This post is part of our Monthly-ish Tips series.

I did something unconventional a couple of weeks ago: I called Dave, who I’ll characterize as “possible client” for simplicity, in the middle of the day on a Sunday. We’ve never met and haven’t exchanged more than a couple of emails in the last couple of years. Dave was so struck by my reach-out that he dared me to write about it*. So here I am.

Here’s a little background on the Dave situation, and what led to my phone call:

  • I refer to Dave (which is his actual name) as “possible client” mostly because I don’t know how else to characterize him. While he *is* a senior leader in the kind of firm we routinely serve, our exchanges over the years have never been about working together, and when we interact that’s not top of mind for me. Our connection runs deeper than all that. But it’s the kind of situation that *could* hook me into a state of high self-orientation, and I think that’s worth noting.
  • I can’t even remember how we first connected. It was years ago—like, eight or ten, maybe. I think Dave reached out to me based on a blog Charlie Green and/or I had written that resonated.
  • We’ve never met, and we rarely talk. Ours is predominantly an email relationship, marked by occasional exchanges. I do remember one phone call quite some time ago when I asked his advice about a social media situation because I knew I could trust his response. We came dangerously close to meeting in person for coffee once when business travel took him to the city I was living in then, but it never materialized. I recall another near miss when we were both in Los Angeles at the same time.
  • Our exchanges are always spirited. We’ve somehow managed to create a collegial and virtual friendship that includes good fun and good banter. Last fall was no exception when Dave reached out randomly to suggest a video catch-up. I was completely under water with client deadlines, and I let his email linger in my inbox for way too long—for which I was later razzed.

That brings us to a few Sundays ago, when I was determined to clean out my email inbox before a new work week began in the new year. I started to write Dave an email reply when I decided it would be way less lame—and considerably more personal—to pick up the phone. I checked his email signature for a mobile number and dialed.

He didn’t answer, so I left a voice mail basically saying, I know it’s Sunday and I know this is odd, but it just somehow seemed like the right way to reconnect, and of course there is no obligation to call me back ever, let alone today. I then sent a text message with the same basic content.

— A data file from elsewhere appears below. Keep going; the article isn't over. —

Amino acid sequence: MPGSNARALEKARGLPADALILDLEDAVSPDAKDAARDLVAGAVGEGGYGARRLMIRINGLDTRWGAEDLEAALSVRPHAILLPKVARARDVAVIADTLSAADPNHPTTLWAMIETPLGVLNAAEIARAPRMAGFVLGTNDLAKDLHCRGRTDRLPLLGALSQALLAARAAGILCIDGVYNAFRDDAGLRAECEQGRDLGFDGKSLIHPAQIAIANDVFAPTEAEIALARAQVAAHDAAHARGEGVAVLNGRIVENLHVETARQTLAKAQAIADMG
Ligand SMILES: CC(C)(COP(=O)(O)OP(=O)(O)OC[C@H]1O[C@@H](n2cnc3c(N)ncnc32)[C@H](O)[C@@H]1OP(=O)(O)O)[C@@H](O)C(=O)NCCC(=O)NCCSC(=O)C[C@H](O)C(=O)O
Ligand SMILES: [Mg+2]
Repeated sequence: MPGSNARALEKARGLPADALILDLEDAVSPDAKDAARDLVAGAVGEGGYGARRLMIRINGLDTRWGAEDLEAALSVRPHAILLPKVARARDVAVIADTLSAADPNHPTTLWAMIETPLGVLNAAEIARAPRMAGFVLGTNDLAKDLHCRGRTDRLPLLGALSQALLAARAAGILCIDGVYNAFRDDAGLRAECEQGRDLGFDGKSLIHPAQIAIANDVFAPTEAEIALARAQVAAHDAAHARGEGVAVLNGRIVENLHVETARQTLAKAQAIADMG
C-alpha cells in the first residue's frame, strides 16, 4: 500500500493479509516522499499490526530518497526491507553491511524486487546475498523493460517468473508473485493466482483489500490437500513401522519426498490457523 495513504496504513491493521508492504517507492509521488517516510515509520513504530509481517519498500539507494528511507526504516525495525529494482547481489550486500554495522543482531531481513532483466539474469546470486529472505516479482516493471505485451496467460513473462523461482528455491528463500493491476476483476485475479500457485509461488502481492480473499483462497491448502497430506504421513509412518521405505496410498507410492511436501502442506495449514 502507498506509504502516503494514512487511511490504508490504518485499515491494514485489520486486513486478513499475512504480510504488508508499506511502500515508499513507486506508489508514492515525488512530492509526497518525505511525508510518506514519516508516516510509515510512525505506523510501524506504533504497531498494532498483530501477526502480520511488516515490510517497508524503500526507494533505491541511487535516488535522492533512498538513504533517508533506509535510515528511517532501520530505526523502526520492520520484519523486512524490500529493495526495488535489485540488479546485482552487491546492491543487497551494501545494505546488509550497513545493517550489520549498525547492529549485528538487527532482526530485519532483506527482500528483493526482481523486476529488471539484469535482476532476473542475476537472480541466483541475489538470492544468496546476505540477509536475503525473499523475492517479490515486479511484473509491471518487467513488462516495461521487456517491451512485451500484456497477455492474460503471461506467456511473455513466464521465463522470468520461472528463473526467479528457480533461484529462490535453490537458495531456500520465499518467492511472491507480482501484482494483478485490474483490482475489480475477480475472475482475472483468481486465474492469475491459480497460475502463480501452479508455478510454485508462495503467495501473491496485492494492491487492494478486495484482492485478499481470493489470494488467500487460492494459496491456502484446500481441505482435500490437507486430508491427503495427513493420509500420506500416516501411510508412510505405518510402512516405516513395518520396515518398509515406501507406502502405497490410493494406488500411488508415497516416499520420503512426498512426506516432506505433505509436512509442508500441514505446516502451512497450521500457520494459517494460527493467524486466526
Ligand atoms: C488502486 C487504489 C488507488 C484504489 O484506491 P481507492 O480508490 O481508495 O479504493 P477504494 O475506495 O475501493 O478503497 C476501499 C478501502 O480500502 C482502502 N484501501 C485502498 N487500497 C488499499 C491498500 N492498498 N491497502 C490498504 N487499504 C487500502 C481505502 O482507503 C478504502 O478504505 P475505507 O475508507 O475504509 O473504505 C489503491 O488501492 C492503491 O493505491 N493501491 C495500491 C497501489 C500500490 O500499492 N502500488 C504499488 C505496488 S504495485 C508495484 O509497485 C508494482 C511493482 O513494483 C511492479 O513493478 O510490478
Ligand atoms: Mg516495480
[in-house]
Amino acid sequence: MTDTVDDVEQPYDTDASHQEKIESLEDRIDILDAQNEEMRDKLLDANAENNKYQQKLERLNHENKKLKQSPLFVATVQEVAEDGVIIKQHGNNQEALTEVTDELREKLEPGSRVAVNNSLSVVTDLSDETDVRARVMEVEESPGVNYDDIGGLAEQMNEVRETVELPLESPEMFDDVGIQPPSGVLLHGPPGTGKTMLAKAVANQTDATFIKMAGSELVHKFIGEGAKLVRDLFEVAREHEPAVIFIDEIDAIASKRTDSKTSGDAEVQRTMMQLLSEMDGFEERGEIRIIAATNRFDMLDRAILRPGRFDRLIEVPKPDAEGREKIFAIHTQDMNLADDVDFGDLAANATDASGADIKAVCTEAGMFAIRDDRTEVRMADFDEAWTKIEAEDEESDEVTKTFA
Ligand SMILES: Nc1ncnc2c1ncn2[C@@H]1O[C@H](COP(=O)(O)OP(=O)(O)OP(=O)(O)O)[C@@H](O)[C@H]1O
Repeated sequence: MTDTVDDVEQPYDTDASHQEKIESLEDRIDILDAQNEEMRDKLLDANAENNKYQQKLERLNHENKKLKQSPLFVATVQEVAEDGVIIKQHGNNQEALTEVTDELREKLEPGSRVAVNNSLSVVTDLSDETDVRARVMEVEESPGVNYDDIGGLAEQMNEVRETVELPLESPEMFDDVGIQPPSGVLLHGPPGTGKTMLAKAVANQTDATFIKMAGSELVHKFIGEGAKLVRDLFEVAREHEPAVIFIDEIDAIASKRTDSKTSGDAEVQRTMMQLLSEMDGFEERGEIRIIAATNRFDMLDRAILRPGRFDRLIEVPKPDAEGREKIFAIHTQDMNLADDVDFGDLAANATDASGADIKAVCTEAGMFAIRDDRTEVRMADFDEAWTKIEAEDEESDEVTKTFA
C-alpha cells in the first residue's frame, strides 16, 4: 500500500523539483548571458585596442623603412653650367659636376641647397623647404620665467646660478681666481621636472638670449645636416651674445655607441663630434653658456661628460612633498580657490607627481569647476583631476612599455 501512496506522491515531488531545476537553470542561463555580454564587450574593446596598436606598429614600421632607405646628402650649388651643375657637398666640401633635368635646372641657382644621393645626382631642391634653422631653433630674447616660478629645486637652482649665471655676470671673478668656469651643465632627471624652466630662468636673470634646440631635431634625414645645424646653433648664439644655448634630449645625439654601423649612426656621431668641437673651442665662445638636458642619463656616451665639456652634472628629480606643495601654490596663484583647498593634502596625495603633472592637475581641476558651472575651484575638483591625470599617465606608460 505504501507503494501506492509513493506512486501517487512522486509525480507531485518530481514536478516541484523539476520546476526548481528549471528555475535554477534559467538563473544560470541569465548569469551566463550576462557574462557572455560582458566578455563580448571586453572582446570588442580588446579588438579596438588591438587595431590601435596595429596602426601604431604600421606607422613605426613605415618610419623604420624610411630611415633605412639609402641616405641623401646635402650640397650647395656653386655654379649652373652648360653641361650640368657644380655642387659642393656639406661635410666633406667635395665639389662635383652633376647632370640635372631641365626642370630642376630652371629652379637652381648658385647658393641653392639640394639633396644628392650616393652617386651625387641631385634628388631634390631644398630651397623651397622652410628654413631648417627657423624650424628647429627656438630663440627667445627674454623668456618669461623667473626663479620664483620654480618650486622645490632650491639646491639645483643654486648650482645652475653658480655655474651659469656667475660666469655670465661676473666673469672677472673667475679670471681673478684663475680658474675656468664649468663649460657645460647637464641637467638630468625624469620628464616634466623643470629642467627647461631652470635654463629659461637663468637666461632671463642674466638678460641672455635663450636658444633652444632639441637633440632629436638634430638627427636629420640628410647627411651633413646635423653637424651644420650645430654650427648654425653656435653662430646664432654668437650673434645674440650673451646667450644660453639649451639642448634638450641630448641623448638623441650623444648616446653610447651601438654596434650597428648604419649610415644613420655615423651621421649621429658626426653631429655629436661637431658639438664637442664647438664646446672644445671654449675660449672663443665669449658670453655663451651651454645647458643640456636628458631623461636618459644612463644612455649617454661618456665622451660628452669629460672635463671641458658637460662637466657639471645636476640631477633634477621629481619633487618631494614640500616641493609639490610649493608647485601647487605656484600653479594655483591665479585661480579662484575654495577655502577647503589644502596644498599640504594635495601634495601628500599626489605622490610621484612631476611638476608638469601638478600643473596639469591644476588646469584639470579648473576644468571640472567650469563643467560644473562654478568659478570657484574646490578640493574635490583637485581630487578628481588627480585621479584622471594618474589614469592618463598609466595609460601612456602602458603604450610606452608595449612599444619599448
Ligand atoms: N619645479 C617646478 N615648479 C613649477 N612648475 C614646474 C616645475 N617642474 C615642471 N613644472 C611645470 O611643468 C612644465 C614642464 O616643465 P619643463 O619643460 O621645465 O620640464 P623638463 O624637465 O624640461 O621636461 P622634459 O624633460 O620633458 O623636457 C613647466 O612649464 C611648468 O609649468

My phone rang a few minutes later. Turns out Dave was in the middle of cleaning up his kitchen after making a messy batch of Cuban pulled pork while also watching football with his youngest son who was returning to college the following day. He called me anyway. He teased me for doing crazy things like calling people I don’t know on a Sunday, and I teased him about being crazy enough to call back. We had one of the most delightful conversations I remember having in a long time with anyone. We laughed a lot, which is always an instant connector. And we connected even more deeply when we learned that we both lost a parent in 2021.

Just as we were about to hang up, Dave circled back to my unconventional call and the power of doing unconventional things in business relationships. He and I are both firm believers that “all business is personal” and we have both witnessed first-hand how that indelibly shapes the world of professional services.

For those of you thinking, well sure, there was a happy ending in this case because Dave’s clearly a great guy, you’re not totally wrong. But you’re also not totally right. Personal risk and trust go hand in hand; the riskier the move, the more trust you’re likely to build. That applies to the super nice guys out there like Dave as well as the crankier ones.

Of course it’s possible that a less gracious person might have seen my Sunday call as an intrusion and written me off for good despite my carefully worded voice mail and text. But then I’d be freed up to invest my time and nonconformity in the Daves of the world. And that’d be a beautiful thing, because it’s precisely these kinds of interactions that keep me fueled, optimistic, and believing in the power of personal connection.

*For the record, I counter-dared Dave to write something in his own blog about his experience of our exchange.

Make It Real

This week, look for an opportunity to reach out in an unconventional way. Dare to make a more personal connection with someone than you ever have before. What do you discover—about the relationship and about yourself?

Learn More

Read about four ways to make your client reach-outs stand apart, or brush up on the relationship between trust-building and risk taking in Chapter 9 of The Trusted Advisor Fieldbook.

Your move, Dave.

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Andrea Howe

As the founder of The Get Real Project, I am the steward of our vision and our service offerings, as well as a workshop leader and keynote speaker. Above all else, I am an entrepreneur on a mission: to kick conventional business wisdom to the curb and transform how people work together as a result. I am also the co-author, with Charles H. Green, of The Trusted Advisor Fieldbook (Wiley, 2012).